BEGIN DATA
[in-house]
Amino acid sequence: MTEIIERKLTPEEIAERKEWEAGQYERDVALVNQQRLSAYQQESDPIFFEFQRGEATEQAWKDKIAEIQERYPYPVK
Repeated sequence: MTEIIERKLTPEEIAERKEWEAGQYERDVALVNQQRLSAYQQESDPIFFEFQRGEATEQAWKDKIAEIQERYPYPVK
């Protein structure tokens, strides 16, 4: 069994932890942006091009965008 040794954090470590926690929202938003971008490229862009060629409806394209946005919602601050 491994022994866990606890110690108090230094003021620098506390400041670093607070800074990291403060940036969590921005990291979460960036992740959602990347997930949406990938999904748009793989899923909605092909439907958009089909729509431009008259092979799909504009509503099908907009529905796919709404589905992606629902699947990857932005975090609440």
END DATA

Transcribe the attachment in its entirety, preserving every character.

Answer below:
[in-house]
Amino acid sequence: MTEIIERKLTPEEIAERKEWEAGQYERDVALVNQQRLSAYQQESDPIFFEFQRGEATEQAWKDKIAEIQERYPYPVK
Repeated sequence: MTEIIERKLTPEEIAERKEWEAGQYERDVALVNQQRLSAYQQESDPIFFEFQRGEATEQAWKDKIAEIQERYPYPVK
């Protein structure tokens, strides 16, 4: 069994932890942006091009965008 040794954090470590926690929202938003971008490229862009060629409806394209946005919602601050 491994022994866990606890110690108090230094003021620098506390400041670093607070800074990291403060940036969590921005990291979460960036992740959602990347997930949406990938999904748009793989899923909605092909439907958009089909729509431009008259092979799909504009509503099908907009529905796919709404589905992606629902699947990857932005975090609440």